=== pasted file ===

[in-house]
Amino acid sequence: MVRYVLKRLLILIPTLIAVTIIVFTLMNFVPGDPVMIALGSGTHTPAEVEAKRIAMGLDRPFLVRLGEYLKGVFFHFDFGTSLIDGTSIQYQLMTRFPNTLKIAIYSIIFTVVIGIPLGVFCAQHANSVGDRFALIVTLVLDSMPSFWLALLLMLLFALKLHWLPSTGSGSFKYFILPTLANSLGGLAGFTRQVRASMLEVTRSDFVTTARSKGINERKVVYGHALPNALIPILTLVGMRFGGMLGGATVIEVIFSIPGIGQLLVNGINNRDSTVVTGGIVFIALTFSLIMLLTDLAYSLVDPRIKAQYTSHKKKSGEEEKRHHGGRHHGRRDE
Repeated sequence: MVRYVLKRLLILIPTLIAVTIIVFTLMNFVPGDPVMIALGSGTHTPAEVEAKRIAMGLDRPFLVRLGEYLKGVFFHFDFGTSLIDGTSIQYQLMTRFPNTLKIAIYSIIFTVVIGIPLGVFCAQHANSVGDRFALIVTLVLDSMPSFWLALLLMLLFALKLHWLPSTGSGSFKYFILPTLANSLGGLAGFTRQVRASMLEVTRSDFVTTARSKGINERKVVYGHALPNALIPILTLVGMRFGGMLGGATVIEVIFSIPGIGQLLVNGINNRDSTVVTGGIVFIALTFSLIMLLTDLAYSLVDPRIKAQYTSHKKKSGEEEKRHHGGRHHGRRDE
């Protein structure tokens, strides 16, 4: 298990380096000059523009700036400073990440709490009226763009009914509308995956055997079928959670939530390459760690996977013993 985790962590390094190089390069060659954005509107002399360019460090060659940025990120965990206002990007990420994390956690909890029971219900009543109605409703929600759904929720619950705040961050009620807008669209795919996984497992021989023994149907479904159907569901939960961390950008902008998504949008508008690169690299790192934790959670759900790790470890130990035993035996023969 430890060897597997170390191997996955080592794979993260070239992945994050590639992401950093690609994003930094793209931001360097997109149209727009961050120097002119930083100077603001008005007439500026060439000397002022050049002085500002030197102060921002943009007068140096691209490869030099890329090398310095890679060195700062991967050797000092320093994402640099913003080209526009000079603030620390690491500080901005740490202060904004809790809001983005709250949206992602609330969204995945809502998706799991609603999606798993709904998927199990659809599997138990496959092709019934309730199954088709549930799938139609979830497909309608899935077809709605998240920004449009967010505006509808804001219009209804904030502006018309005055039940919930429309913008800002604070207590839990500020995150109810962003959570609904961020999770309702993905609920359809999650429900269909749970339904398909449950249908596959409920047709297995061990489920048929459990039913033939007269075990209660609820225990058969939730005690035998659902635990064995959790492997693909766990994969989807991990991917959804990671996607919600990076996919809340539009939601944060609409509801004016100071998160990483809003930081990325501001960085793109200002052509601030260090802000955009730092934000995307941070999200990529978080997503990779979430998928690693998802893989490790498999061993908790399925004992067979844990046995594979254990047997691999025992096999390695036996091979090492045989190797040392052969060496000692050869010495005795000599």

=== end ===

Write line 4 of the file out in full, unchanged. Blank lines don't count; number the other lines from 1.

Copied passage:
């Protein structure tokens, strides 16, 4: 298990380096000059523009700036400073990440709490009226763009009914509308995956055997079928959670939530390459760690996977013993 985790962590390094190089390069060659954005509107002399360019460090060659940025990120965990206002990007990420994390956690909890029971219900009543109605409703929600759904929720619950705040961050009620807008669209795919996984497992021989023994149907479904159907569901939960961390950008902008998504949008508008690169690299790192934790959670759900790790470890130990035993035996023969 430890060897597997170390191997996955080592794979993260070239992945994050590639992401950093690609994003930094793209931001360097997109149209727009961050120097002119930083100077603001008005007439500026060439000397002022050049002085500002030197102060921002943009007068140096691209490869030099890329090398310095890679060195700062991967050797000092320093994402640099913003080209526009000079603030620390690491500080901005740490202060904004809790809001983005709250949206992602609330969204995945809502998706799991609603999606798993709904998927199990659809599997138990496959092709019934309730199954088709549930799938139609979830497909309608899935077809709605998240920004449009967010505006509808804001219009209804904030502006018309005055039940919930429309913008800002604070207590839990500020995150109810962003959570609904961020999770309702993905609920359809999650429900269909749970339904398909449950249908596959409920047709297995061990489920048929459990039913033939007269075990209660609820225990058969939730005690035998659902635990064995959790492997693909766990994969989807991990991917959804990671996607919600990076996919809340539009939601944060609409509801004016100071998160990483809003930081990325501001960085793109200002052509601030260090802000955009730092934000995307941070999200990529978080997503990779979430998928690693998802893989490790498999061993908790399925004992067979844990046995594979254990047997691999025992096999390695036996091979090492045989190797040392052969060496000692050869010495005795000599």